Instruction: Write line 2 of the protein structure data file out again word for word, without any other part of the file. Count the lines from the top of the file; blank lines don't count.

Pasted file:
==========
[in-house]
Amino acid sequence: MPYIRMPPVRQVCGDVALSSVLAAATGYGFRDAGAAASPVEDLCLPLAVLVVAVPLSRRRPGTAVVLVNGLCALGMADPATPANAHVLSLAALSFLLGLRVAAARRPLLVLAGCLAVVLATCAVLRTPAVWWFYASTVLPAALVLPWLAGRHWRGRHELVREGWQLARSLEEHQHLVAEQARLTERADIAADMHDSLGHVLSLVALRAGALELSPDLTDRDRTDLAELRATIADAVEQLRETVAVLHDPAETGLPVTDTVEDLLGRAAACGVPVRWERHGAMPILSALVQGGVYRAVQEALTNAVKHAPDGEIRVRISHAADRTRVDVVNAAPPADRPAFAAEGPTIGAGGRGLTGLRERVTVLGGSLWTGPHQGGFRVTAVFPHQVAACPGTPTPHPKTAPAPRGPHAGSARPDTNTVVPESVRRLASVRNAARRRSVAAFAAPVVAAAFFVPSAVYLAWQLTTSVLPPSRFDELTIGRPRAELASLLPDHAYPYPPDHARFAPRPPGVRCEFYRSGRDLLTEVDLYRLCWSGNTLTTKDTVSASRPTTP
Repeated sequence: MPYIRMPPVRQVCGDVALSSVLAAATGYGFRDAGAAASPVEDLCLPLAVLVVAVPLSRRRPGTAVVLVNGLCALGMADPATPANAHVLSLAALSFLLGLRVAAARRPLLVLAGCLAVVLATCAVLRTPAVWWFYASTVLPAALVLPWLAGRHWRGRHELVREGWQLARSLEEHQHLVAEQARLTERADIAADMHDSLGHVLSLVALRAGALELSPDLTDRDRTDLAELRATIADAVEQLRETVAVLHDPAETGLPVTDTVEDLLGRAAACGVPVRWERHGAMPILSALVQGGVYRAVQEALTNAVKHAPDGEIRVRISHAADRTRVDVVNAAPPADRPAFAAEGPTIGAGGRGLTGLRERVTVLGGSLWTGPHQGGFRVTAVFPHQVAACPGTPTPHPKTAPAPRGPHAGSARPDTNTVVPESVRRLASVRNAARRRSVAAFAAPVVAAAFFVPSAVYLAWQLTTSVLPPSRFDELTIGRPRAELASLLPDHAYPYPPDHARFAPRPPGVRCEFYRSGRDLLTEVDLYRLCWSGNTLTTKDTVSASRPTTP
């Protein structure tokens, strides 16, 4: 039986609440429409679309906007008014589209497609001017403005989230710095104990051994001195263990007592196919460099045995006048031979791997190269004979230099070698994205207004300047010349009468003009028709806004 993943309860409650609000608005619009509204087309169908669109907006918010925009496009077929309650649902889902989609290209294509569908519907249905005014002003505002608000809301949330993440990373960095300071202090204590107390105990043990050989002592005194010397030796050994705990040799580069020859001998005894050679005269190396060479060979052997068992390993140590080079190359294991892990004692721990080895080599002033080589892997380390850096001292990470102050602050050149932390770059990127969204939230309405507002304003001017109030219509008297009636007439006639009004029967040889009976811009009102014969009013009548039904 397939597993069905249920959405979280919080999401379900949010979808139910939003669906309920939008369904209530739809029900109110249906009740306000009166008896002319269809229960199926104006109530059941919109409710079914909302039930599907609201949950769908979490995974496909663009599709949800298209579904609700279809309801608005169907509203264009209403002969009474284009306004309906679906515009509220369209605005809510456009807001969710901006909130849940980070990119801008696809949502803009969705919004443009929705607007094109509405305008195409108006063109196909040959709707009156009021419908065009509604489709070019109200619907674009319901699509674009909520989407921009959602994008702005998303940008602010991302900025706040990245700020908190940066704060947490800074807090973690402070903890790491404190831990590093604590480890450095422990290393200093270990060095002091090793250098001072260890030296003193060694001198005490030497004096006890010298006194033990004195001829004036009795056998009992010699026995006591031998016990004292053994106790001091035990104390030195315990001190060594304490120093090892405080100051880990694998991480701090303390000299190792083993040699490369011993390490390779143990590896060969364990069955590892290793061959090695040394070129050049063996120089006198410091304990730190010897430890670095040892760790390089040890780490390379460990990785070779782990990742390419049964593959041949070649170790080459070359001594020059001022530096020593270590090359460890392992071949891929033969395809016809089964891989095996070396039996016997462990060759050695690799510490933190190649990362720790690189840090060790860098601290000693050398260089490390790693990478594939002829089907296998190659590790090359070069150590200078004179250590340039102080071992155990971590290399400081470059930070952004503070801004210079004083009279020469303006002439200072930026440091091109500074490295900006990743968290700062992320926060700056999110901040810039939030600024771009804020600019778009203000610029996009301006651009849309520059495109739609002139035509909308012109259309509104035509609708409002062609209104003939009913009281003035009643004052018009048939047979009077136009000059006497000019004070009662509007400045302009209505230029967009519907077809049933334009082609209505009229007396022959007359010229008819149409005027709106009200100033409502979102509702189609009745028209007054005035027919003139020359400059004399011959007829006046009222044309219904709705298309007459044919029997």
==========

Amino acid sequence: MPYIRMPPVRQVCGDVALSSVLAAATGYGFRDAGAAASPVEDLCLPLAVLVVAVPLSRRRPGTAVVLVNGLCALGMADPATPANAHVLSLAALSFLLGLRVAAARRPLLVLAGCLAVVLATCAVLRTPAVWWFYASTVLPAALVLPWLAGRHWRGRHELVREGWQLARSLEEHQHLVAEQARLTERADIAADMHDSLGHVLSLVALRAGALELSPDLTDRDRTDLAELRATIADAVEQLRETVAVLHDPAETGLPVTDTVEDLLGRAAACGVPVRWERHGAMPILSALVQGGVYRAVQEALTNAVKHAPDGEIRVRISHAADRTRVDVVNAAPPADRPAFAAEGPTIGAGGRGLTGLRERVTVLGGSLWTGPHQGGFRVTAVFPHQVAACPGTPTPHPKTAPAPRGPHAGSARPDTNTVVPESVRRLASVRNAARRRSVAAFAAPVVAAAFFVPSAVYLAWQLTTSVLPPSRFDELTIGRPRAELASLLPDHAYPYPPDHARFAPRPPGVRCEFYRSGRDLLTEVDLYRLCWSGNTLTTKDTVSASRPTTP